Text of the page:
Parental use of 'cry it out' in infants: no adverse effects on attachment and behavioural development at 18 months

J Child Psychol Psychiatry. 2020 Nov;61(11):1184-1193. doi: 10.1111/jcpp.13223. Epub 2020 Mar 10.


Background: Leaving infant to cry it out has been the subject of discussion among researchers and parents. Nevertheless, there is paucity of empirical research investigating the association between leaving infant to cry it out and consequent crying duration and frequency, mother-infant attachment and behavioural development.

Methods: The sample with complete longitudinal data comprised 178 infants and their caretakers. Parental use of 'leaving infant to cry out' and cry duration were assessed with maternal report at term, 3, 6 and 18 months, and frequency of crying was assessed at term, 3 and 18 months of age. Attachment was measured at 18 months using the strange situation procedure. Behavioural development of the infant was assessed with two observational measures and a parent-report questionnaire at 18 months.

Results: The use of 'leaving infant to crying' was rare at term and increased over the next 18 months. 'Leaving infants to cry it out' at term was associated with a decrease in crying frequency at 3 months. Furthermore, leaving infants to cry it out a few times at term and often at 3 months was associated with shorter fuss/cry duration at 18 months of age. No adverse impacts of leaving infants to cry it out in the first 6 months on infant-mother attachment and behavioural development at 18 months were found.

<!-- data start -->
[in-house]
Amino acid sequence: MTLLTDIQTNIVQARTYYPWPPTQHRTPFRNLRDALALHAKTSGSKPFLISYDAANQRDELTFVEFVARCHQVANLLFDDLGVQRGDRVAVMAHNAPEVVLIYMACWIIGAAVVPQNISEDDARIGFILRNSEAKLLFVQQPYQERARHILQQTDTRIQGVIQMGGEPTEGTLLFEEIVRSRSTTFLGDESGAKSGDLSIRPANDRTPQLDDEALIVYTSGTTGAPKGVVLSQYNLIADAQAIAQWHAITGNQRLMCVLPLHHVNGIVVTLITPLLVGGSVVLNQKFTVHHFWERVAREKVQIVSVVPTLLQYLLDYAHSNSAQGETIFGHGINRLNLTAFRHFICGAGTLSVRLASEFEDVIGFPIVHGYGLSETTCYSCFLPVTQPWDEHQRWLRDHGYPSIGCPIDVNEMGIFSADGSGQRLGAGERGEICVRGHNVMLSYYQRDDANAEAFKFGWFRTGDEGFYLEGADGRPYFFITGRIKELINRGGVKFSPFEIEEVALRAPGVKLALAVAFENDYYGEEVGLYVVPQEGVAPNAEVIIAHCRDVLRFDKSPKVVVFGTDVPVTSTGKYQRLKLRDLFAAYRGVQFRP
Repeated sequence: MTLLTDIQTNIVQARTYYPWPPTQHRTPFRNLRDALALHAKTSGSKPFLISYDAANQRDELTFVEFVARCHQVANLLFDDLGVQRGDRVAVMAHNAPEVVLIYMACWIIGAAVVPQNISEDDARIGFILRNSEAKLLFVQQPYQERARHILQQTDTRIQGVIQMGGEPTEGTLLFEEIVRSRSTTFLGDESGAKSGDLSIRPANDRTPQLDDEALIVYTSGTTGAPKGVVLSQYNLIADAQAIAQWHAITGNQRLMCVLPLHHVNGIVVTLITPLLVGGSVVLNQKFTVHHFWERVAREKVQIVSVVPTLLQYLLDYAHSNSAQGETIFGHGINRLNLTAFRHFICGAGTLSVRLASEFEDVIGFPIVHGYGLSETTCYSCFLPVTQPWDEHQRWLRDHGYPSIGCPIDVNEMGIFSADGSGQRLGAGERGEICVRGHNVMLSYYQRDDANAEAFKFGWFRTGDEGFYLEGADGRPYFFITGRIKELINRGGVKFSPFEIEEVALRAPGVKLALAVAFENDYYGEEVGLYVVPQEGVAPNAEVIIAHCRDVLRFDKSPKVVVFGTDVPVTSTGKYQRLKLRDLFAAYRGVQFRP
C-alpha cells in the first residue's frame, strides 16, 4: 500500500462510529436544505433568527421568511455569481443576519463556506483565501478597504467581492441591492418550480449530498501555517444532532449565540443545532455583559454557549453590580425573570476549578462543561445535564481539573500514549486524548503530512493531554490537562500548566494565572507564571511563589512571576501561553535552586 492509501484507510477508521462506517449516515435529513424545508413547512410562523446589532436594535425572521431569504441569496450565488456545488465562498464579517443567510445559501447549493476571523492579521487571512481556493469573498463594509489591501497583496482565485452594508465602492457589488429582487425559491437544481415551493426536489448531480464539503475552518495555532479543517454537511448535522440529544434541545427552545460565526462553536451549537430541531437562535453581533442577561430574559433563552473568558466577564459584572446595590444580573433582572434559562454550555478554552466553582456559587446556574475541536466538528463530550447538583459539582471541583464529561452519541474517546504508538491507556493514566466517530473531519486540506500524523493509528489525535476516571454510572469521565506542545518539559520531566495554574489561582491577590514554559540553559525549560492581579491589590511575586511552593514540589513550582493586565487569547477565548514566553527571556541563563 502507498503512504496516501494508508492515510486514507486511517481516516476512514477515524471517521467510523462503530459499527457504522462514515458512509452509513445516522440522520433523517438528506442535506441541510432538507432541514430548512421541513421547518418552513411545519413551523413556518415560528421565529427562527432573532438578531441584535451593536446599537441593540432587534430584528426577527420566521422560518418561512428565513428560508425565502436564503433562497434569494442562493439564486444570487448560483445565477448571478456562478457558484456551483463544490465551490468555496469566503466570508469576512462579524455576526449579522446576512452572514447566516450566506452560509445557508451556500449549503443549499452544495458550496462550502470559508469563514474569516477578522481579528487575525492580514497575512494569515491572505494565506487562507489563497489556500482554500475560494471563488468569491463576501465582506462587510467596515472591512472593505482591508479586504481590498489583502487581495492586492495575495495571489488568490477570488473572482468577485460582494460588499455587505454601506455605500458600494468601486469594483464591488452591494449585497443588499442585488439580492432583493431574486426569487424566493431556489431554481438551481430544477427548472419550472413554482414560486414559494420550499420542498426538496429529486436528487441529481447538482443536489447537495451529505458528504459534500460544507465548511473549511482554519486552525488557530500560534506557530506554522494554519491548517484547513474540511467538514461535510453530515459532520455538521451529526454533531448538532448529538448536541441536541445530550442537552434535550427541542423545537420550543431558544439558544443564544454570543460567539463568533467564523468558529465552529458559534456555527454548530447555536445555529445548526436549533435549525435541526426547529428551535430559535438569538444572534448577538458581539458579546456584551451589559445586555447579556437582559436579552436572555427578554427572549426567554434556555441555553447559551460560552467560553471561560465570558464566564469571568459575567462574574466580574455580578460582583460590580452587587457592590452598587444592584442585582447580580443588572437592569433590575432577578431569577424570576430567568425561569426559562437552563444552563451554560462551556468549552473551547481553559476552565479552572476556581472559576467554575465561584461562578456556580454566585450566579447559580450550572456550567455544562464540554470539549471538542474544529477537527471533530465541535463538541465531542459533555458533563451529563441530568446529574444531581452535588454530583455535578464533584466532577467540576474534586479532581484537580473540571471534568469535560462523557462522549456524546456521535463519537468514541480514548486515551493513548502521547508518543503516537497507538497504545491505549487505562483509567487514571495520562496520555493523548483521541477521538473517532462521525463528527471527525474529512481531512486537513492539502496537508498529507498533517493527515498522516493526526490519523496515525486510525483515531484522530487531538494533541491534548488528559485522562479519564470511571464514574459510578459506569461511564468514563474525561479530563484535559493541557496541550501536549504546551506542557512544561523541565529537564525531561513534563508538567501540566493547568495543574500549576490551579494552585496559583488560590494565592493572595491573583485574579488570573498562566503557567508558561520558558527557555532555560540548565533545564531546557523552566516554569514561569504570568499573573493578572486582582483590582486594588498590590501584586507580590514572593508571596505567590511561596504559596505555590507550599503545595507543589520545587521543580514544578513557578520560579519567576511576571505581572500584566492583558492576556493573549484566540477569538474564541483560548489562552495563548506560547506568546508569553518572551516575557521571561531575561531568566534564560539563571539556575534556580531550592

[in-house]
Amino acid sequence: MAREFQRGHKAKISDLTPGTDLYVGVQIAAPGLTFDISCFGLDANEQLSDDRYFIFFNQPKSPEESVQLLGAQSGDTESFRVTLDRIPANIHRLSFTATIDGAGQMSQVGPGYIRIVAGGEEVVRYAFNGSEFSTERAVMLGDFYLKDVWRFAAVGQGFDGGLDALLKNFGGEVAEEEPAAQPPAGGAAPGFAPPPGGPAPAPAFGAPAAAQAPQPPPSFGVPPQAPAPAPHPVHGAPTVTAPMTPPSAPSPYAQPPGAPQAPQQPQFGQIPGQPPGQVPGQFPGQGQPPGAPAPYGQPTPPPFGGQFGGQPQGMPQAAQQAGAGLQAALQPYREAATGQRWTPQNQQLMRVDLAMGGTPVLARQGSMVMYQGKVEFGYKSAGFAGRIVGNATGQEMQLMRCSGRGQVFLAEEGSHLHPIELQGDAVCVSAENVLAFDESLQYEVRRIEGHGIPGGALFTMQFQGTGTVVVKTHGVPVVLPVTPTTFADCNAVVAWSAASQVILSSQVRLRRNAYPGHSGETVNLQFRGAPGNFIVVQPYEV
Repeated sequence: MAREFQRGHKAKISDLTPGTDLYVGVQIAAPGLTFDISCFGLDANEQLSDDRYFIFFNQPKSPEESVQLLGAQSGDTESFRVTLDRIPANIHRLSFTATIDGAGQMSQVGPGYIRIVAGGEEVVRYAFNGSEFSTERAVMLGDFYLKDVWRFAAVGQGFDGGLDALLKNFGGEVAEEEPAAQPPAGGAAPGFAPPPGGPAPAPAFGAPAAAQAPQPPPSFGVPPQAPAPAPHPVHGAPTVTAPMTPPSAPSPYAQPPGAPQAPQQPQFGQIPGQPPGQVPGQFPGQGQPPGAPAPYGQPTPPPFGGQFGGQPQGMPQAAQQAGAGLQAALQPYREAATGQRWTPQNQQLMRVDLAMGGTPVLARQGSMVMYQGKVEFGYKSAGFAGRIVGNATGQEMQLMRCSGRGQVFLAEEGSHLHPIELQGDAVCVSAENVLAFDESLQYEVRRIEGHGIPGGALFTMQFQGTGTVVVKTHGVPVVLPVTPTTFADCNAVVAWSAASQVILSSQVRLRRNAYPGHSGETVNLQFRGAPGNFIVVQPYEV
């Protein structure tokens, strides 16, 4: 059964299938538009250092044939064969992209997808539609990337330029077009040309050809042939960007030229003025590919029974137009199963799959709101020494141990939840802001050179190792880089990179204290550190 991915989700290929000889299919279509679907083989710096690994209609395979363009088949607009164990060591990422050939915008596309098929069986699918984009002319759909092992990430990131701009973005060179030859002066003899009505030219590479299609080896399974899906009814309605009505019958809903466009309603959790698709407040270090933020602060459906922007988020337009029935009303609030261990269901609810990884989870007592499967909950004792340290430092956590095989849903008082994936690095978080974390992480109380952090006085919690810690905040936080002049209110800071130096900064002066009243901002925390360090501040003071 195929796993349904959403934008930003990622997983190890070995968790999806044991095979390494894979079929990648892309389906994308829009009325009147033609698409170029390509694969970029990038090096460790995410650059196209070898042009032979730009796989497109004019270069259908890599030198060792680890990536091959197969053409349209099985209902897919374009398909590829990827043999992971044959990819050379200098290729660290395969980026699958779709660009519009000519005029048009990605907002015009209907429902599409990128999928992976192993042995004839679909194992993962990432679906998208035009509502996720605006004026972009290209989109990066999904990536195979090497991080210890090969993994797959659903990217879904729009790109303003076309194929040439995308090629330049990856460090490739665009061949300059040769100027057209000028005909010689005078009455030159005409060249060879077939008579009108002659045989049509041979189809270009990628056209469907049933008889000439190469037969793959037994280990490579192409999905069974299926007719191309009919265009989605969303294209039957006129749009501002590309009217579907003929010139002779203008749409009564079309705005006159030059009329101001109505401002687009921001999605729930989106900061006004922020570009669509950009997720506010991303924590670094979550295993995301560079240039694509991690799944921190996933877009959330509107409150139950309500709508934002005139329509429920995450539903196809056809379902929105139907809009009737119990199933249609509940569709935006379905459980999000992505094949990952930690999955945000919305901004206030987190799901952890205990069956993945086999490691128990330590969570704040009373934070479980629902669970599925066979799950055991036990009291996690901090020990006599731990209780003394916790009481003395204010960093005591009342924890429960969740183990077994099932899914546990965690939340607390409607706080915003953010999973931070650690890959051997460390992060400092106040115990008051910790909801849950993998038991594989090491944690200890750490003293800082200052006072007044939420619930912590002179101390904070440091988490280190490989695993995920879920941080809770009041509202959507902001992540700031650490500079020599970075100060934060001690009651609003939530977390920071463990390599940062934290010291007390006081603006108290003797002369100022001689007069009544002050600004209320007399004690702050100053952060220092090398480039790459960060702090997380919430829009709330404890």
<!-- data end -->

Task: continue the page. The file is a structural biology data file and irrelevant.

Conclusions: Contemporary practice of some parents in the United Kingdom to occasionally or often 'leaving infant to cry it out' during the first 6 months was not associated with adverse behavioural development and attachment at 18 months. Increased use of 'leaving to cry it out' with age may indicate differential responding by parents related to infant self-regulation.

Keywords: Crying; attachment; cry-it-out.

Publication types

  • Research Support, Non-U.S. Gov't

MeSH terms

  • Adult
  • Child Rearing*
  • Crying / psychology*
  • Female
  • Humans
  • Infant
  • Infant Behavior*
  • Male
  • Mothers*
  • Object Attachment*
  • Surveys and Questionnaires